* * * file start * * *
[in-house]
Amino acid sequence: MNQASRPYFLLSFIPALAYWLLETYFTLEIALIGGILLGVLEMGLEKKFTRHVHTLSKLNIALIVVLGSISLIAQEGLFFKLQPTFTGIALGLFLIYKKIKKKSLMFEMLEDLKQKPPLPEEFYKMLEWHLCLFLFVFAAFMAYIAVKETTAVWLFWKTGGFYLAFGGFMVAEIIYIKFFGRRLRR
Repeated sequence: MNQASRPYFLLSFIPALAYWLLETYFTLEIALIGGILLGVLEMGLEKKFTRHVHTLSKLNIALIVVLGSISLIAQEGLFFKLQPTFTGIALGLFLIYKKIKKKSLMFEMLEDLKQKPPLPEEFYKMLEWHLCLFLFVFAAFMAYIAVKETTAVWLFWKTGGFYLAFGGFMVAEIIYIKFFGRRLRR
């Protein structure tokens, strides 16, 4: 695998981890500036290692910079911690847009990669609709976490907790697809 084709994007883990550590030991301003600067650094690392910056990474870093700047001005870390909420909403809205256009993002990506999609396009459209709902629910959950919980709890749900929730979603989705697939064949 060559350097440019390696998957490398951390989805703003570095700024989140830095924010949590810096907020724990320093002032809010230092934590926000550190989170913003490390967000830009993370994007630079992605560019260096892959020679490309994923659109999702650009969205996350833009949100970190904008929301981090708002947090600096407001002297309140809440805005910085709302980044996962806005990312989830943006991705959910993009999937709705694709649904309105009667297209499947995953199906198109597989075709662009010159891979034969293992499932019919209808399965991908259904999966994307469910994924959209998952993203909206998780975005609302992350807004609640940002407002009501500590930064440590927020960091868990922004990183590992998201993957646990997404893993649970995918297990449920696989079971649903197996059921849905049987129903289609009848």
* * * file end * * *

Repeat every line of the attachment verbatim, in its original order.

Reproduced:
[in-house]
Amino acid sequence: MNQASRPYFLLSFIPALAYWLLETYFTLEIALIGGILLGVLEMGLEKKFTRHVHTLSKLNIALIVVLGSISLIAQEGLFFKLQPTFTGIALGLFLIYKKIKKKSLMFEMLEDLKQKPPLPEEFYKMLEWHLCLFLFVFAAFMAYIAVKETTAVWLFWKTGGFYLAFGGFMVAEIIYIKFFGRRLRR
Repeated sequence: MNQASRPYFLLSFIPALAYWLLETYFTLEIALIGGILLGVLEMGLEKKFTRHVHTLSKLNIALIVVLGSISLIAQEGLFFKLQPTFTGIALGLFLIYKKIKKKSLMFEMLEDLKQKPPLPEEFYKMLEWHLCLFLFVFAAFMAYIAVKETTAVWLFWKTGGFYLAFGGFMVAEIIYIKFFGRRLRR
């Protein structure tokens, strides 16, 4: 695998981890500036290692910079911690847009990669609709976490907790697809 084709994007883990550590030991301003600067650094690392910056990474870093700047001005870390909420909403809205256009993002990506999609396009459209709902629910959950919980709890749900929730979603989705697939064949 060559350097440019390696998957490398951390989805703003570095700024989140830095924010949590810096907020724990320093002032809010230092934590926000550190989170913003490390967000830009993370994007630079992605560019260096892959020679490309994923659109999702650009969205996350833009949100970190904008929301981090708002947090600096407001002297309140809440805005910085709302980044996962806005990312989830943006991705959910993009999937709705694709649904309105009667297209499947995953199906198109597989075709662009010159891979034969293992499932019919209808399965991908259904999966994307469910994924959209998952993203909206998780975005609302992350807004609640940002407002009501500590930064440590927020960091868990922004990183590992998201993957646990997404893993649970995918297990449920696989079971649903197996059921849905049987129903289609009848």